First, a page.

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The first woman hanged in Sydney

David Collins records the death of Ann Davis in An Account of the English Colony in New South Wales, 1798, p86 David Collins records the death of Ann Davis in An Account of the English Colony in New South Wales, 1798, p86
On 23 November 1789, Ann Davis became the first woman hanged in New South Wales. Listen to Rachel and Alex on 2SER here Davis was, as we would say today, ‘known to police’. In England, Davis (also known as Judith Jones) had been indicted in April 1786 for feloniously stealing eight pairs of silk stockings valued at 8 shillings. Found guilty at the Old Bailey, she was sentenced to seven years transportation and arrived in Sydney Cove on the First Fleet. Being dispatched to the other side of the world did not deter Davis from her thieving ways. On 3 January 1789, she was accused of stealing a white shirt from Mary Marshall, another female convict. Davis argued in court that she had been given the shirt by Marshall as payment for past favours (Marshall having received the shirt herself from a soldier as payment for sexual favours). Davis was acquitted, but she was back in court again the very next month where she faced a charge of creating a disturbance. Marshall was also in court that day, charged with ‘using infamous expressions’. Both women were sentenced to twenty-five lashes each. Flogging, an awful punishment, was used to punish all sorts of offences from absconding to drunkenness to general disobedience, through to pretending to be sick. We usually think of men being flogged, but the lash was used on women as well. On 14 November 1789, Davis was found drunk and in possession of a large number of shirts, waistcoats and handkerchiefs, all items that were missing from Robert Sidaway’s house. Now Sidaway, who lived with Marshall, occasionally had Davis as a guest to smoke a pipe with them. On the day of the crime, John Ryan, another convict, had been minding the Sidaway and Marshall house, but he had left when he was ordered to go to the hospital to see a man being punished. Ryan testified that he had locked the door, but that he had left a window open. On his return to the house, both the door and window were open, and a tub of water had been knocked over. It was also obvious that numerous items had been taken. Davis was found with the stolen goods in her possession. She testified another woman had given her the items, a claim quickly dismissed. When she was found guilty and sentenced to death on 21 November, she tried another ploy and claimed she was pregnant in order to escape the gallows. A jury of twelve matrons was empanelled. The forewoman, ‘a grave personage between sixty and seventy years old’, advised the Court: ‘Gentlemen, She is as much with child as I am’. David Collins wrote that when she was hanged – in an intoxicated state on 23 November 1789 (indeed, she was so drunk two women were required to help her stand up on the gallows) – she ‘died generally reviled and unpitied by the people of her own description’. This was a sad end for Ann Davis, but this story is also a fascinating piece of legal history. In a colony where military panels served to deliver verdicts of ‘guilty’ or ‘not guilty’, the jury of matrons were the first civilians to participate as jurors in a criminal trial in New South Wales. The right to trial by jury was hard won. Civilians, as oppposed to members of the armed forces, were eventually allowed to serve as jurors (well, the men were), but military panels were not abandoned until 1839. Legislation allowing women to serve on juries in New South Wales was not approved until over a century later when an Act approved in 1947 allowed women who were enrolled as electors to apply to the chief constable of their police district to be included on the jury roll. Yet there was another delay because there were no ‘facilities’ to accommodate women jurors in courthouses. Nobody was in a rush to build ladies’ rooms either; the Government did ‘not regard the innovation as urgent’. Legislation in 1977 made the system more equitable by automatically including all enrolled electors – regardless of sex – on the jury roll.   Dr Rachel Franks is the Coordinator of Scholarship at the State Library of NSW and a Conjoint Fellow at the University of Newcastle. She holds a PhD in Australian crime fiction and her research on crime fiction, true crime, popular culture and information science has been presented at numerous conferences. An award-winning writer, her work can be found in a wide variety of books, journals and magazines as well as on social media. She's appearing for the Dictionary today in a voluntary capacity. Thank you Rachel!  For more Dictionary of Sydney, listen to the podcast with Rachel & Alex here, and tune in to 2SER Breakfast with Alex James on 107.3 every Wednesday morning to hear more stories from the Dictionary of Sydney. References Cobley, John, Sydney Cove: 1789–1790, Angus & Robertson, Sydney, 1963/1980, pp.3, 11,113–15. Collins, David, An Account of the English Colony in New South Wales: With Remarks on the Dispositions, Customs, Manners, & c. of the Native Inhabitants of that Country, vol. I, Libraries Board of South Australia, Adelaide, 1798/1971, p.103. Johns, Rowena, Trial by Jury: Recent Developments, New South Wales Parliamentary Library Research Service, Sydney, 2005, pp.5–6. Jury (Amendment) Act 1947 (NSW) Jury Act 1977 (NSW) ‘No Women on Juries for About a Year’, The Newcastle Sun, 17 July 1947, p.4., accessed 29 September 2020. Woods, G.D., A History of Criminal Law in New South Wales: The Colonial Period, 1788–1900, vol. I, Federation Press, Sydney, 2002, pp.xv, 24, 70.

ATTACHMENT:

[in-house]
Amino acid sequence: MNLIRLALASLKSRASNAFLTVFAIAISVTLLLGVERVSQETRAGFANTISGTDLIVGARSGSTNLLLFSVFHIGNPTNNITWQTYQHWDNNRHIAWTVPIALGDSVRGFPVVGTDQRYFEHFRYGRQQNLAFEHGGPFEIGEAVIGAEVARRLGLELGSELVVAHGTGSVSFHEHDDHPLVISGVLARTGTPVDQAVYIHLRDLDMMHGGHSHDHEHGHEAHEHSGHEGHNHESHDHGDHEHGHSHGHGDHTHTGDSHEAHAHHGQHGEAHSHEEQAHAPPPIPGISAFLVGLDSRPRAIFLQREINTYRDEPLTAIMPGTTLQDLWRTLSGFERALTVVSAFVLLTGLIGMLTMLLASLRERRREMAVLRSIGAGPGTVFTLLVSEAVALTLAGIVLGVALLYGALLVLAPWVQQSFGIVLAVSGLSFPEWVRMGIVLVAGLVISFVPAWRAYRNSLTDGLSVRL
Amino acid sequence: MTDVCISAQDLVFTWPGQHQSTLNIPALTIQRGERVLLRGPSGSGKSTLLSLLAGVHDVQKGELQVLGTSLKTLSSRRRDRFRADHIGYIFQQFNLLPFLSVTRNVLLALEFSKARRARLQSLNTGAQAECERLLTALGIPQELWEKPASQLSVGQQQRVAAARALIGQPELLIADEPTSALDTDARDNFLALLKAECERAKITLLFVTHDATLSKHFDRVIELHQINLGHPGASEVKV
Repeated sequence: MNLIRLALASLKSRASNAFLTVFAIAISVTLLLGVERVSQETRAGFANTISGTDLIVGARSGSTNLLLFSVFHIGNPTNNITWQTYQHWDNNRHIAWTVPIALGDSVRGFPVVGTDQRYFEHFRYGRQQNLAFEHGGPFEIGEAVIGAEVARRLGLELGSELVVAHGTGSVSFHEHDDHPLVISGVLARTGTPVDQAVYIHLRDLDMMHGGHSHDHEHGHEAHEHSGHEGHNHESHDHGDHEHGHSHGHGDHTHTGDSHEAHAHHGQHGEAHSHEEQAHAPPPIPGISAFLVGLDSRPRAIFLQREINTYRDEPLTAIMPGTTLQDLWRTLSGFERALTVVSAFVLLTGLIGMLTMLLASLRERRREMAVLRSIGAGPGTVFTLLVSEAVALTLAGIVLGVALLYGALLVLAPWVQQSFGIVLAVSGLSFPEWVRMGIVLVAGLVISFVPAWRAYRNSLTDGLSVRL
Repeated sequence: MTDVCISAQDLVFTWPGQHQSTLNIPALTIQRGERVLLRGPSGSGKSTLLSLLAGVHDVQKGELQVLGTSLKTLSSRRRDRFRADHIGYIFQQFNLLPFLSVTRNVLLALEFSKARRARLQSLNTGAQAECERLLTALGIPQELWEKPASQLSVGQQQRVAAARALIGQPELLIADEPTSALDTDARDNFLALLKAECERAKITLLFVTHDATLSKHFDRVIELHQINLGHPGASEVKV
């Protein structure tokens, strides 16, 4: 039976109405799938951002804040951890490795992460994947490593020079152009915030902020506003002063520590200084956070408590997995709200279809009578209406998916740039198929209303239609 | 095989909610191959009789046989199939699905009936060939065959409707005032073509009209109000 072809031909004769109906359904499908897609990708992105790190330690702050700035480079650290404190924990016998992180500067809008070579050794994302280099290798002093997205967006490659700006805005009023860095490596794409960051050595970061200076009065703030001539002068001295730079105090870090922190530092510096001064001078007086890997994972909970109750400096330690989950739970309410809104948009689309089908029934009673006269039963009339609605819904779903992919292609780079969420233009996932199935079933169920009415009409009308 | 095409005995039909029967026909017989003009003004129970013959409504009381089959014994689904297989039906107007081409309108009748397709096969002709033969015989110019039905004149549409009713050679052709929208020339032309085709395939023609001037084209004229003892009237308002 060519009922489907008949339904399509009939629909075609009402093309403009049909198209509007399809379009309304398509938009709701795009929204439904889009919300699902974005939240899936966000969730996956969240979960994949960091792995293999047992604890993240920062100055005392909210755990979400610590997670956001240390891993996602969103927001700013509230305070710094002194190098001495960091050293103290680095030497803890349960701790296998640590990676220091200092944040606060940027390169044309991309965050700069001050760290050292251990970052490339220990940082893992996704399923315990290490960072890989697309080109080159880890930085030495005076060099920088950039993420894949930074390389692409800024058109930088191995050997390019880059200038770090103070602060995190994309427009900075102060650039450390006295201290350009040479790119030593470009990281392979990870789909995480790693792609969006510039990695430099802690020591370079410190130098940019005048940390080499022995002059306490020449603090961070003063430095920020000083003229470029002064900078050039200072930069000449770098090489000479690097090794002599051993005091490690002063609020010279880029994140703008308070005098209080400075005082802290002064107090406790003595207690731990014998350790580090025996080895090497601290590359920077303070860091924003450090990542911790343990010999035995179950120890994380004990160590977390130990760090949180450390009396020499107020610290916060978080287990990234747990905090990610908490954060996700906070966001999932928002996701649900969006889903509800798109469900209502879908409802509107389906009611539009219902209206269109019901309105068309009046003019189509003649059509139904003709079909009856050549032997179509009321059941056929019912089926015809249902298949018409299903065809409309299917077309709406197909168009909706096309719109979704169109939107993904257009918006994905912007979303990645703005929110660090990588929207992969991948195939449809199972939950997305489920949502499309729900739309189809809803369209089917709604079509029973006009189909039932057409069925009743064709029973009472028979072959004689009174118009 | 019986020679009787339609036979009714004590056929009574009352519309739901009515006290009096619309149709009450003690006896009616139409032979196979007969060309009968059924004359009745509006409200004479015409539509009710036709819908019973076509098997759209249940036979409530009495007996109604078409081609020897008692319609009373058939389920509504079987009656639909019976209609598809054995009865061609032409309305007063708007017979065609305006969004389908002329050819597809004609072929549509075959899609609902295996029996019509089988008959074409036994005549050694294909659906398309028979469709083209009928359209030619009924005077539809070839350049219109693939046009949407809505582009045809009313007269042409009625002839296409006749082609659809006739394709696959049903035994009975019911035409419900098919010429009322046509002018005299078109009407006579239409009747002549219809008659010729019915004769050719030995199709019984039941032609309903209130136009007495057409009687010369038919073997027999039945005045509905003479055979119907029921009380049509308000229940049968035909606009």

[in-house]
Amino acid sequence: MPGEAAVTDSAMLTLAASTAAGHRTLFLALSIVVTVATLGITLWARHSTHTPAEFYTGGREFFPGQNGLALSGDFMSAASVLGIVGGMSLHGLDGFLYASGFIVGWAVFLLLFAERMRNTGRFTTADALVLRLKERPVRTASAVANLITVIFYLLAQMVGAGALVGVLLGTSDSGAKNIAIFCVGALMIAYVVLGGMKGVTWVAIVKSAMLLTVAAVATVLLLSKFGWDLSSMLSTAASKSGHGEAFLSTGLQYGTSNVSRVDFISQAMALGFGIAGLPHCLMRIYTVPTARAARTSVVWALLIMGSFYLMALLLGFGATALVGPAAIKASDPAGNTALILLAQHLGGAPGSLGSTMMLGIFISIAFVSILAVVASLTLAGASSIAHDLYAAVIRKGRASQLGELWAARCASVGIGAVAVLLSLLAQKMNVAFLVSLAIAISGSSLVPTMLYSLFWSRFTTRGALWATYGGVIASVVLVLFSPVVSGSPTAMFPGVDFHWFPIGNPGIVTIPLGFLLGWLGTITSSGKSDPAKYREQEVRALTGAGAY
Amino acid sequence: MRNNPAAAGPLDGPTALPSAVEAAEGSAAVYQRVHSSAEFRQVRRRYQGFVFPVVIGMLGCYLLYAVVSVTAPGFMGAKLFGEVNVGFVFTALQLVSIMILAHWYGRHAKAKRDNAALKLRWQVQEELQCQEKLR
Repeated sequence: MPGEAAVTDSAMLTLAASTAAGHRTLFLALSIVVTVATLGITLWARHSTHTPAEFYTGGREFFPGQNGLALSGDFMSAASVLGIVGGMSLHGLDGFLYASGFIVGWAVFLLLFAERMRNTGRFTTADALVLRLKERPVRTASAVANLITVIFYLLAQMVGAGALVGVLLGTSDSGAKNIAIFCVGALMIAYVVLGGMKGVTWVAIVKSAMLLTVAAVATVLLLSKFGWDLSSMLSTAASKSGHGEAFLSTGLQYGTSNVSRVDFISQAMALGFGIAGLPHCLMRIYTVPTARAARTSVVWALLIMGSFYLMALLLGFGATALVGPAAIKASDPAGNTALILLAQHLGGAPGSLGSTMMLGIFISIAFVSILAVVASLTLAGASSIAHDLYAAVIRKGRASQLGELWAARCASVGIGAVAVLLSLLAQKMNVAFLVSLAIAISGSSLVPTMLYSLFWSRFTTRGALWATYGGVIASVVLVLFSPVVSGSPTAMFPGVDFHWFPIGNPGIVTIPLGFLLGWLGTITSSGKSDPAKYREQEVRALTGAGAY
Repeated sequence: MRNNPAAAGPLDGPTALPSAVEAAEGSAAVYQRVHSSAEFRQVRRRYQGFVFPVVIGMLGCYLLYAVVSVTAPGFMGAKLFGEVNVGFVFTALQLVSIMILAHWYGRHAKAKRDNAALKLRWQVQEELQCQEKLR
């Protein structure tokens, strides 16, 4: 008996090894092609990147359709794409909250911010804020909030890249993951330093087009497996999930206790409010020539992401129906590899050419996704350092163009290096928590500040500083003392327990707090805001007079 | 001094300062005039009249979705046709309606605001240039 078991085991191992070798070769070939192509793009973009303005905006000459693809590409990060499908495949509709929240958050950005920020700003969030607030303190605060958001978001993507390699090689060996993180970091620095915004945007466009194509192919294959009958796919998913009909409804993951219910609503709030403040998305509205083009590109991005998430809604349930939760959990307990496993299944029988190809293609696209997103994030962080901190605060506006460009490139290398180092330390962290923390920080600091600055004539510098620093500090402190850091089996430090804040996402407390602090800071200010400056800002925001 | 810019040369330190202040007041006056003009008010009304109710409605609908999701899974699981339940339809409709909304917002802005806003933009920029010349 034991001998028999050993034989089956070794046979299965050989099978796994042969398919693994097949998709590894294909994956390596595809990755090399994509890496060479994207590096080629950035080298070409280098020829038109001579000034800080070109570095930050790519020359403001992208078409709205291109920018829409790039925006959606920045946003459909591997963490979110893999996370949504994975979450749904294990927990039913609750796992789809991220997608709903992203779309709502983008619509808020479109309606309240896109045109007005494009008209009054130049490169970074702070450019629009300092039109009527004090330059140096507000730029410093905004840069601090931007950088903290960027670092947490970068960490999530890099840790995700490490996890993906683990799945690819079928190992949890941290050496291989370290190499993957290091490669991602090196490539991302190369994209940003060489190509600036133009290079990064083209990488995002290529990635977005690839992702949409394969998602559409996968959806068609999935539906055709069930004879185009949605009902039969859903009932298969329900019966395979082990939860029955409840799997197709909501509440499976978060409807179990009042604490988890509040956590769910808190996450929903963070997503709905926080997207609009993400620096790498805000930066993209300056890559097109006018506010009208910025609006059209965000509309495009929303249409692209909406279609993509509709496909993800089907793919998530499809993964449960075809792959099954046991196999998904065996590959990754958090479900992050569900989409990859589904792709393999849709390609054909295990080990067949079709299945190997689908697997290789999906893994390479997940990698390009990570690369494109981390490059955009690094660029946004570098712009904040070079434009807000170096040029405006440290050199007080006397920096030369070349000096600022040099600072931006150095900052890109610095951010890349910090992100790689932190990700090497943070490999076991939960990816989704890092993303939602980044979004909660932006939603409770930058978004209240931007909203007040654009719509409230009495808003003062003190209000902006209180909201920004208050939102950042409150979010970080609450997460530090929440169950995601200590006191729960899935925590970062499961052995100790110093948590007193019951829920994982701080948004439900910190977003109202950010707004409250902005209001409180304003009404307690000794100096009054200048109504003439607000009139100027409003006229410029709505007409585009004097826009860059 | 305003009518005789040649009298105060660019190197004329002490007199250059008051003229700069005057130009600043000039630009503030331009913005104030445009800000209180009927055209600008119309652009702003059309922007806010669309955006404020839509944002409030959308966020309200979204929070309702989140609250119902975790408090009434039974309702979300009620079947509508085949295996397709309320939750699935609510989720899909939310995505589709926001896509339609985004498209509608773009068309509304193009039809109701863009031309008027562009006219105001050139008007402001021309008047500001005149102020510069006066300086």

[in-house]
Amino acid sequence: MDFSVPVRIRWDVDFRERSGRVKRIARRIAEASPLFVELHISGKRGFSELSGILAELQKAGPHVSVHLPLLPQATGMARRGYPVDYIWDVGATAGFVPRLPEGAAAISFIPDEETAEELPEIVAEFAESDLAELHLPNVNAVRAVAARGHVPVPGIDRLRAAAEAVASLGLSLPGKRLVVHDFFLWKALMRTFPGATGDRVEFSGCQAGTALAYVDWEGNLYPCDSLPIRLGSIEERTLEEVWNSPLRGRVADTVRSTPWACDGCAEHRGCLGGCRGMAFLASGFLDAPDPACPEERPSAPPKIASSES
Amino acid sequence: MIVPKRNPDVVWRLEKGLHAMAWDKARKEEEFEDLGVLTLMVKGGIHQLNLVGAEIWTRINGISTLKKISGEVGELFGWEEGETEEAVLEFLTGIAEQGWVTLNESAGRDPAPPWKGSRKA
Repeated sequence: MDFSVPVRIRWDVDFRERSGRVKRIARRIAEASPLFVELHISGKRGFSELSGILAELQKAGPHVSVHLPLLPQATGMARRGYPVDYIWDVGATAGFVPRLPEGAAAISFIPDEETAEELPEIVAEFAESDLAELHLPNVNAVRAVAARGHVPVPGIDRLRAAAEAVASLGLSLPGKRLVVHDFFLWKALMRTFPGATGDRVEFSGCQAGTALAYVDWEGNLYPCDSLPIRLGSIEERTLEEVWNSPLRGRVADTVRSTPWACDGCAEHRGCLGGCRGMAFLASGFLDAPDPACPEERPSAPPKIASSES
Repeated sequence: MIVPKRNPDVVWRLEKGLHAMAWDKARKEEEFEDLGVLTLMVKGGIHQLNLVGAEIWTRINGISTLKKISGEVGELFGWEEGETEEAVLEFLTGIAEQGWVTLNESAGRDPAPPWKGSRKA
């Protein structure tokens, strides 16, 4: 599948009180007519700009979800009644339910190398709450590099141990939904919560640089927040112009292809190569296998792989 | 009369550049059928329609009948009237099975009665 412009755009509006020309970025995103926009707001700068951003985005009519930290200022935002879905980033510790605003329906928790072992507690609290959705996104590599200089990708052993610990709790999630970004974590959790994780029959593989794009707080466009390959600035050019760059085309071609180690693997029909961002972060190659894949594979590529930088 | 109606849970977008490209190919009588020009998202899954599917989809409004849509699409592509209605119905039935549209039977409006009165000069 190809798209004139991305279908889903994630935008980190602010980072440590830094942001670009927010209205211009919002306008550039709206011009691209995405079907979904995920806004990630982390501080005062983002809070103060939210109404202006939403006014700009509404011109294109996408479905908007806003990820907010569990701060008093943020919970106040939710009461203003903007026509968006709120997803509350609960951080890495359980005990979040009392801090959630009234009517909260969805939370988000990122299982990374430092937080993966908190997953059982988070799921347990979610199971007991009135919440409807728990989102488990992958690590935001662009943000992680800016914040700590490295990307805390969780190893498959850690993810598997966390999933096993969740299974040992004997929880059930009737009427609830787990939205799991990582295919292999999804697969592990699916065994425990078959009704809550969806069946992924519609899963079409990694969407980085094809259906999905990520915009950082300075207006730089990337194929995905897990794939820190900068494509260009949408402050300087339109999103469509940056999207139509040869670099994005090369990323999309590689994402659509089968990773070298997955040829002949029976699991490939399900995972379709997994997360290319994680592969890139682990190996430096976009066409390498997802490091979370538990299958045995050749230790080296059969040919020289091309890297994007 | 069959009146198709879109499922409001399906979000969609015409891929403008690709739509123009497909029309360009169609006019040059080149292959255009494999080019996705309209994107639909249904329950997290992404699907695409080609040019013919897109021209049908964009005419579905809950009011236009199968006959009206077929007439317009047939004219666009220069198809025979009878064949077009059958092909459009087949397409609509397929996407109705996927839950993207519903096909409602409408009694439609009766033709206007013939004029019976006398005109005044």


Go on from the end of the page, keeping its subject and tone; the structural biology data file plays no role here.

Blog Entries 2SER Breakfast Alex James Ann Davis capital punishment convicts crime execution First Fleet first woman hanged hanging juries legal history matrons punishment Rachel Franks women